Communications and Signal Processing Seminar

On False Positive Error

Venkat ChandrasekaranProfessor of Computing and Mathematical Sciences and Electrical EngineeringCalifornia Institute of Technology
1200 EECS BuildingMap

Abstract:  Controlling the false positive error in model selection is a prominent paradigm for gathering evidence in data-driven science.  In model selection problems such as variable selection and graph estimation, models are characterized by an underlying Boolean structure such as presence or absence of a variable or an edge.  Therefore, false positive error or false negative error can be conveniently specified as the number of variables/edges that are incorrectly included or excluded in an estimated model.  However, the increasing complexity of modern datasets has been accompanied by the use of sophisticated modeling paradigms in which defining false positive error is a significant challenge.  For example, models specified by structures such as partitions (for clustering), permutations (for ranking), directed acyclic graphs (for causal inference), or subspaces (for principal components analysis) are not characterized by a simple Boolean logical structure, which leads to difficulties with formalizing and controlling false positive error.  We present a generic approach to endow a collection of models with partial order structure, which leads to systematic approaches for defining natural generalizations of false positive error and methodology for controlling this error.  (Joint work with Armeen Taeb, Peter Bühlmann, Parikshit Shah)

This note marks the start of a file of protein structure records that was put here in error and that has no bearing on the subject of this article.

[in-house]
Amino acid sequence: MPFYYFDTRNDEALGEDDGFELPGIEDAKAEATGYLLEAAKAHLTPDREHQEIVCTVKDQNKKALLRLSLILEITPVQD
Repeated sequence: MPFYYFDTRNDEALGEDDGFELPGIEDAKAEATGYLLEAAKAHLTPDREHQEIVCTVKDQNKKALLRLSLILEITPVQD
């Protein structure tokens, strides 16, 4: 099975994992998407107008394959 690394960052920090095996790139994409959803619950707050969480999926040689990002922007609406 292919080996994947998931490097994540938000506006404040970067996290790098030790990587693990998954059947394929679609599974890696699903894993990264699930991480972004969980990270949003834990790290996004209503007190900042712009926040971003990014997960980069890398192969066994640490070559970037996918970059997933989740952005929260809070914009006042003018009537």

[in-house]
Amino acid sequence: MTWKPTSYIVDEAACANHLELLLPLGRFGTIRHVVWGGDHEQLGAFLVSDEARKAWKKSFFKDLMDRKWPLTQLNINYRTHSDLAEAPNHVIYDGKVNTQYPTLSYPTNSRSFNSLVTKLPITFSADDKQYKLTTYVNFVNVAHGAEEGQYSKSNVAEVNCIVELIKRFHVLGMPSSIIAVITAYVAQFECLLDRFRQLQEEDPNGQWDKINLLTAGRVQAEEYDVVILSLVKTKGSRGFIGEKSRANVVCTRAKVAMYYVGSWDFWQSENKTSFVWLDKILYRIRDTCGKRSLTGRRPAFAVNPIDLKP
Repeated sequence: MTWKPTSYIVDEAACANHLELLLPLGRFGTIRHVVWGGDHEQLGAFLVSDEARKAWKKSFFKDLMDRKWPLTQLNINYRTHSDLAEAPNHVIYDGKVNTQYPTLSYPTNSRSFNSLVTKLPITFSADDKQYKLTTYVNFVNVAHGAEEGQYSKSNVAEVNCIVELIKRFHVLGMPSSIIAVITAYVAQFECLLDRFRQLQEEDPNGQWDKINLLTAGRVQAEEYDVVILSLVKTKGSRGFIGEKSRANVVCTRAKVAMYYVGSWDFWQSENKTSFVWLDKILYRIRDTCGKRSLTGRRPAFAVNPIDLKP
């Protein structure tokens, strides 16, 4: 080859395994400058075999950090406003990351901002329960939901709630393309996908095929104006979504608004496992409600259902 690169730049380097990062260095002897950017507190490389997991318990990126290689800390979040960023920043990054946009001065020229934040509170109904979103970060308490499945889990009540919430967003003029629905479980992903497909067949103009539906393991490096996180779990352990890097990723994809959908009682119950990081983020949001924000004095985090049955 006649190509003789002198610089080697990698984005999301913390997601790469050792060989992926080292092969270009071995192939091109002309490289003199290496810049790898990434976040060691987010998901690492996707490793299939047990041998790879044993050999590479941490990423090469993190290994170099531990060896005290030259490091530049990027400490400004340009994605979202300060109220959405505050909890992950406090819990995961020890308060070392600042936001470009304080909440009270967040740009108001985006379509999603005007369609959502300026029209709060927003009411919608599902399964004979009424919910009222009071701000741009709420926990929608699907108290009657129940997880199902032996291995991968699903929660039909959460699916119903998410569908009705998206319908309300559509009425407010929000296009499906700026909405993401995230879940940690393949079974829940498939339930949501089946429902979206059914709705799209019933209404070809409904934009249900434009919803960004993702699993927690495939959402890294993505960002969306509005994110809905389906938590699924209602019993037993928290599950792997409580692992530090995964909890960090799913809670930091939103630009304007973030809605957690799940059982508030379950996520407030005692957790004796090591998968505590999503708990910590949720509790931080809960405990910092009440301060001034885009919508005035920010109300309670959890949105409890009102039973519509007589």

Bio:  Venkat Chandrasekaran is a Professor at Caltech in Computing and Mathematical Sciences and in Electrical Engineering. He received a Ph.D. in Electrical Engineering and Computer Science from MIT (2011), and he received undergraduate degrees in Mathematics and in Electrical and Computer Engineering from Rice University (2005). He was awarded the Jin-Au Kong Dissertation Prize for the best doctoral thesis in Electrical Engineering at MIT (2012), the Young Researcher Prize in Continuous Optimization (2013), the Sloan Research Fellowship in Mathematics (2016), and the INFORMS Optimization Society Prize for Young Researchers (2016). His research interests lie in mathematical optimization and its interface with topics in the information sciences.

*** The event will take place in a hybrid format. The location for in-person attendance will be room 3433 EECS. Attendance will also be available via Zoom.

Join Zoom Meeting:

Meeting ID:  914 1429 7851

Passcode:  XXX (Will be sent via email to attendees)

Zoom Passcode information is available upon request to Shelly Feldkamp ([email protected]).

See full seminar by Professor Chandrasekaran

Faculty Host

Qing QuAssistant Professor, Electrical Engineering and Computer ScienceUniversity of Michigan